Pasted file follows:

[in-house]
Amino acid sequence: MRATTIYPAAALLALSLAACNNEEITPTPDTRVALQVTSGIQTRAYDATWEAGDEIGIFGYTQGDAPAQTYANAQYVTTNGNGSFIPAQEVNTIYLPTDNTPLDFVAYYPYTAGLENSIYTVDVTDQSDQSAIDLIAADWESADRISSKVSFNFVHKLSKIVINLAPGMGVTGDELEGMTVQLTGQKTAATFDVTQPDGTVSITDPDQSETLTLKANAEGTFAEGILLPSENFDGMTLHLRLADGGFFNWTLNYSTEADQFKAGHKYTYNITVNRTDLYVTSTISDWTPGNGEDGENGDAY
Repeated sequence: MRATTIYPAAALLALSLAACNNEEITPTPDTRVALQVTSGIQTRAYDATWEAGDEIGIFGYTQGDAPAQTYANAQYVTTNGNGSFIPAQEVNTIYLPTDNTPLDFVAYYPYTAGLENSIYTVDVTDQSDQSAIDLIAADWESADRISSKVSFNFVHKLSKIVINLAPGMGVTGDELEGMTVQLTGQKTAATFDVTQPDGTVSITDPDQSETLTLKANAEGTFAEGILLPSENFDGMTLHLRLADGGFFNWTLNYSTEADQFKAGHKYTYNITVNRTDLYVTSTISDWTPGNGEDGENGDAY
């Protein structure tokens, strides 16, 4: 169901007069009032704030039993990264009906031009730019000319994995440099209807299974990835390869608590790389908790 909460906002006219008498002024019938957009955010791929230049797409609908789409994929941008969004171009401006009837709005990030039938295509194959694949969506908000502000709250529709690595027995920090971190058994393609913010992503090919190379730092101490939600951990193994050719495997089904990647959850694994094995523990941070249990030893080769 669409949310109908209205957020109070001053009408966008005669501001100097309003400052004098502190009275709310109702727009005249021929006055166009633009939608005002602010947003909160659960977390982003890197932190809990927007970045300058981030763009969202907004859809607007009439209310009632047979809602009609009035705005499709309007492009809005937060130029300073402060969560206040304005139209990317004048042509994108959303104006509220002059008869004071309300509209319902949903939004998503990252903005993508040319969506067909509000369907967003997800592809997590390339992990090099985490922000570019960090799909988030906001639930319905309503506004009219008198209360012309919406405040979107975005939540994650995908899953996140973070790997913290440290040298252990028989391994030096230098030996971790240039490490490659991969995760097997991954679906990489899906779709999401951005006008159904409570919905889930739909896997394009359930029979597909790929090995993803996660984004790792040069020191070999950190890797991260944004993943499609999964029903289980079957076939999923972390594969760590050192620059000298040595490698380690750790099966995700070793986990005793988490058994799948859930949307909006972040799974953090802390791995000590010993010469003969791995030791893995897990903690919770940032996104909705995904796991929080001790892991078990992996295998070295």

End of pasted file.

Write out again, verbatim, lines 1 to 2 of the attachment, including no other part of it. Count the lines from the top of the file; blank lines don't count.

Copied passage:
[in-house]
Amino acid sequence: MRATTIYPAAALLALSLAACNNEEITPTPDTRVALQVTSGIQTRAYDATWEAGDEIGIFGYTQGDAPAQTYANAQYVTTNGNGSFIPAQEVNTIYLPTDNTPLDFVAYYPYTAGLENSIYTVDVTDQSDQSAIDLIAADWESADRISSKVSFNFVHKLSKIVINLAPGMGVTGDELEGMTVQLTGQKTAATFDVTQPDGTVSITDPDQSETLTLKANAEGTFAEGILLPSENFDGMTLHLRLADGGFFNWTLNYSTEADQFKAGHKYTYNITVNRTDLYVTSTISDWTPGNGEDGENGDAY